All of the major operating systems were gradually dismantled and decentralised, greatly assisted by the advent at that time of computer software. Senior Management were encouraged and supported to form their own companies who remained intimately connected and contributed to the new emerging network.
There were many difficulties that needed to be addressed during the process of growth and change but two kept reoccurring;
First and rightly expected, many employees of the company felt completely unsettled by and unprepared for the changes that were being proposed. This was expressed in open hostility to sincere concern. All responses were treated openly and honestly, under girded by a genuine belief that each response may contribute to the overall shape of the new expression of the company. Those who felt they needed to resist the changes were encouraged to stick it out and come up with creative alternatives to avoid then having to give up on the changes.
Second, there were members of the network of new companies who mistook interdependence for independent and in some cases used the new relationship to further there own agendas. This often took the shape of openly and consistently criticizing and maligning the older company to bolster their reputation. As the success of the whole undertaking was dependent on interdependence it was agreed by all participants that this type of attitude was damaging to every one and was simply unacceptable.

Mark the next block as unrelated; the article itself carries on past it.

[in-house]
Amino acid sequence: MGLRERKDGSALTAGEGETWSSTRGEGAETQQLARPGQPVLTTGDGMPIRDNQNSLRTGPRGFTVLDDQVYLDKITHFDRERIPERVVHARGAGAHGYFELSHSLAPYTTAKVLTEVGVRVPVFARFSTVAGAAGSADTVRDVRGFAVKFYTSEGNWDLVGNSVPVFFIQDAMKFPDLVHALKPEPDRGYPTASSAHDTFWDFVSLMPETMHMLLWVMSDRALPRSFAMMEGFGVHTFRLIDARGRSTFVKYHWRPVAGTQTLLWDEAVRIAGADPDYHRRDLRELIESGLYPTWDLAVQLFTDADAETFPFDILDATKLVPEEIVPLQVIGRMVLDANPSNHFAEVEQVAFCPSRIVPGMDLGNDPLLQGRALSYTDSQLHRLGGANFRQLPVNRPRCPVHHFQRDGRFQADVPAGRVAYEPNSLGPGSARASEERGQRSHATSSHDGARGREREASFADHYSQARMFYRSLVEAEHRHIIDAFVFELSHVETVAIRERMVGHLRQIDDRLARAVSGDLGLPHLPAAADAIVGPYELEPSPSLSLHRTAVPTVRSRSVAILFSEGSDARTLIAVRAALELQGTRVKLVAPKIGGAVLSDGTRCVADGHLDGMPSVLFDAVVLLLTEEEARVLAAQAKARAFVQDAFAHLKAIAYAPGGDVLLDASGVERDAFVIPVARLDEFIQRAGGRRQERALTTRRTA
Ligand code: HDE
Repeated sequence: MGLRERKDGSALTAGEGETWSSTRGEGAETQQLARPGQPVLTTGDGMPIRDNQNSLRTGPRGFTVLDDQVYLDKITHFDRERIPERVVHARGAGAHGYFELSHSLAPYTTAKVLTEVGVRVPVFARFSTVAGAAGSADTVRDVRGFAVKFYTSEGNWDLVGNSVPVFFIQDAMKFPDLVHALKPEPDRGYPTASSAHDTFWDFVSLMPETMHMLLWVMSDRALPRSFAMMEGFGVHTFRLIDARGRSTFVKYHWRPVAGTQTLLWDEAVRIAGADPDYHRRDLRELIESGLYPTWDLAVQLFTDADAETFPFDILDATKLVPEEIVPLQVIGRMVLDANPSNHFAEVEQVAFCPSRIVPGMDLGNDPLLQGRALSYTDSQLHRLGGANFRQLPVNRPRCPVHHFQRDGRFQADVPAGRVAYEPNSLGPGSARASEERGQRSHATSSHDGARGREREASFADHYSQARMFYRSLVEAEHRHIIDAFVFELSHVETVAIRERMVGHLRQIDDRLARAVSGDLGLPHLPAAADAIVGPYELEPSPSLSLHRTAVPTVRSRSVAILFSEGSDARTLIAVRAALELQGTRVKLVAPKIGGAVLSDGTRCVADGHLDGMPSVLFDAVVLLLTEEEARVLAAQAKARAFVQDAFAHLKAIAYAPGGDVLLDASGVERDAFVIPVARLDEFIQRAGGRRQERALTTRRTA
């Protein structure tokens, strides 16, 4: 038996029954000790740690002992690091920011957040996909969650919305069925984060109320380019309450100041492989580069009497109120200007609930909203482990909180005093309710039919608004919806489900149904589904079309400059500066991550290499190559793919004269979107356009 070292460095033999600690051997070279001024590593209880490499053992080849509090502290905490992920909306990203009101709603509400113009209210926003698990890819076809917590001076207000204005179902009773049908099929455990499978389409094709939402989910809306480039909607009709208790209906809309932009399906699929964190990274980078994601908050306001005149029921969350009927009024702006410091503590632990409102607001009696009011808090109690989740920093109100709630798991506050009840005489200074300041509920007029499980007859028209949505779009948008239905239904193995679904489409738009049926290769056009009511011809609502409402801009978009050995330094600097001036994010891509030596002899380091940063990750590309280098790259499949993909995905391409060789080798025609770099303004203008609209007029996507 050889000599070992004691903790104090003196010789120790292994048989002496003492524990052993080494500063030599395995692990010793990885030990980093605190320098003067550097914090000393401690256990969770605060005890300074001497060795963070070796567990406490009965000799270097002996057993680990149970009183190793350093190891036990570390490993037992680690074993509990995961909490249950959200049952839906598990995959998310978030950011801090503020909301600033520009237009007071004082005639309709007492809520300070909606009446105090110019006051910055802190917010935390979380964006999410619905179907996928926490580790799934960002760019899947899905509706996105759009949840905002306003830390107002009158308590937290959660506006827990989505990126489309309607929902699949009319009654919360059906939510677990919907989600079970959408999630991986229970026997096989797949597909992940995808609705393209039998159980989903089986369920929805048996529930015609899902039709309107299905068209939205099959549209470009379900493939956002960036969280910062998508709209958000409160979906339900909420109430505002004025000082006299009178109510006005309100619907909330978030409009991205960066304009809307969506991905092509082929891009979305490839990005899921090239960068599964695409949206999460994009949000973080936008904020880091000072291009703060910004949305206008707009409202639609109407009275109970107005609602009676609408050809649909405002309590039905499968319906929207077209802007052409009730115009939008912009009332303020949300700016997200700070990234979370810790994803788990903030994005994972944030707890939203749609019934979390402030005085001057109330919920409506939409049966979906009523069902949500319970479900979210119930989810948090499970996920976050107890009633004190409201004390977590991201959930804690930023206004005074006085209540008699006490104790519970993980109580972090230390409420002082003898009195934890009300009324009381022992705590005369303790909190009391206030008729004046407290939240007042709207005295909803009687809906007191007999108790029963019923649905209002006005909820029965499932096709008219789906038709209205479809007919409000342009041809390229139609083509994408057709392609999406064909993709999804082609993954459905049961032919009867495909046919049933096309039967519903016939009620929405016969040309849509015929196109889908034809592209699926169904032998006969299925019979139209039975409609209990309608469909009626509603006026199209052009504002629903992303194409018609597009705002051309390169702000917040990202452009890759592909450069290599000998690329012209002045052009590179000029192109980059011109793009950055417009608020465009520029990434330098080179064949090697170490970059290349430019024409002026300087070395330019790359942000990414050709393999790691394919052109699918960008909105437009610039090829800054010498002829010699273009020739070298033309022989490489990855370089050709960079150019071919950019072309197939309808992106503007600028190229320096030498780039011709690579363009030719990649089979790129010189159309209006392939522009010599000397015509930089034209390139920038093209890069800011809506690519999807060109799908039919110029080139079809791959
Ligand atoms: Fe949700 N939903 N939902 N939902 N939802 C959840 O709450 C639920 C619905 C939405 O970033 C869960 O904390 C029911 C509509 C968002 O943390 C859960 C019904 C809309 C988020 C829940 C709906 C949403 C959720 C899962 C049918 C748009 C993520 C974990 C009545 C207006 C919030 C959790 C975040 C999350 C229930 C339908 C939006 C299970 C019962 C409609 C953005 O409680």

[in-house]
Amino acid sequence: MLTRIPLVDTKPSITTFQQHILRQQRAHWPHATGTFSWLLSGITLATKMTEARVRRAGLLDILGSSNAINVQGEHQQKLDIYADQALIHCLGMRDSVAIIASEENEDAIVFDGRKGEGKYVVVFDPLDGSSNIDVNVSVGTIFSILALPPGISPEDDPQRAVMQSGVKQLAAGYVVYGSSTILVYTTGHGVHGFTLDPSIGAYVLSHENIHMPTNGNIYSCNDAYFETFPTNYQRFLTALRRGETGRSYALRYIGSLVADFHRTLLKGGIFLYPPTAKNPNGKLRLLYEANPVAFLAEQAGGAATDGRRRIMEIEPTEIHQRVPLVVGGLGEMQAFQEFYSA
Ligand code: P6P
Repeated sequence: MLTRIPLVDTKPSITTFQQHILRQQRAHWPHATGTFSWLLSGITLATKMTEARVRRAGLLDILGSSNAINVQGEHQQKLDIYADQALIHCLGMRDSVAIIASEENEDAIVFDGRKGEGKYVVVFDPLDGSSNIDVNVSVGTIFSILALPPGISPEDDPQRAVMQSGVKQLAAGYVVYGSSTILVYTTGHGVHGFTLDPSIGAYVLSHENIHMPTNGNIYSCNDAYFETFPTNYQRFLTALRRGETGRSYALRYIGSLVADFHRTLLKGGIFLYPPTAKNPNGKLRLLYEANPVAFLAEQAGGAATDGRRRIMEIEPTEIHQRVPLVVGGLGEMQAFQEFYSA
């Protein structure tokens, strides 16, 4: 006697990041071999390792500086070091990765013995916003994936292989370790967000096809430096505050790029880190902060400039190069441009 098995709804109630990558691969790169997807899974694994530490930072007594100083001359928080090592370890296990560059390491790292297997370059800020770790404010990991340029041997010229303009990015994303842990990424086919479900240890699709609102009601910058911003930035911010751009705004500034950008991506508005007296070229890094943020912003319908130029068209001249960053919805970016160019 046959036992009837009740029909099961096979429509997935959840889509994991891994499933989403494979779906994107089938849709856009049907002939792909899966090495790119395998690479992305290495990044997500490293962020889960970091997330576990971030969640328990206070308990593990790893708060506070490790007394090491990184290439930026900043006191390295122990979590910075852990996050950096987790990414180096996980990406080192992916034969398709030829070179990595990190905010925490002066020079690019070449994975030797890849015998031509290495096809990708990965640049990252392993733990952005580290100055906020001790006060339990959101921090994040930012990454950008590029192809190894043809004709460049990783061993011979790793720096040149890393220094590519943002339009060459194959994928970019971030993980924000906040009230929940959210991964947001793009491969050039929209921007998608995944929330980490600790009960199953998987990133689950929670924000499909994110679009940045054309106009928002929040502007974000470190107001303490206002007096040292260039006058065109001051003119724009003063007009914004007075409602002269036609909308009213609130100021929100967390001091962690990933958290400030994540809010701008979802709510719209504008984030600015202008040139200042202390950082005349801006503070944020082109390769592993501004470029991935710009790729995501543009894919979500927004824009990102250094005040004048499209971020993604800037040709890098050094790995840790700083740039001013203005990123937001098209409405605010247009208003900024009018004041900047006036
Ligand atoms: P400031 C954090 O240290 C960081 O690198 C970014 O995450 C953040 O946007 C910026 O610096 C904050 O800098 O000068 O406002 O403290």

Over a period of a few years, the older company which was a single, monolithic structure emerged as a network of interdependent and interconnected companies, orbiting around the hub of the restored and reconstructed company.
Neville’s story challenged me to think over once again the relationship between a new type of monasticism and the one holy catholic apostolic church. When I visited Bishop David Jenkins in 1985 to ask him to support and locate a new type of monasticism within the Church I was unconsciously thinking in traditional monastic ways of a religious order attached to the Church. As the years went by it became clear that a new type of monasticism could not be bolted on to any church structure in that way, because the church structures themselves were collapsing. Over the years we had experienced and witnessed churches who had tried to do that and they simply imploded. As we became more aware of the new paradigms that were fuelling cultural changes and social upheaval, it became apparent that a new type of monasticism was in the first place ideally located alongside the church rather than inside.
If Bonhoeffer’s vision of the ‘restoration of the church through a new type of monasticism’ was to be realized then steps needed to be taken that set things going both at local and national levels. To that end, in 2004 I sent a letter to Archbishop Rowan Williams with a request for some advice and some thoughts on how we might move forward in doing just that.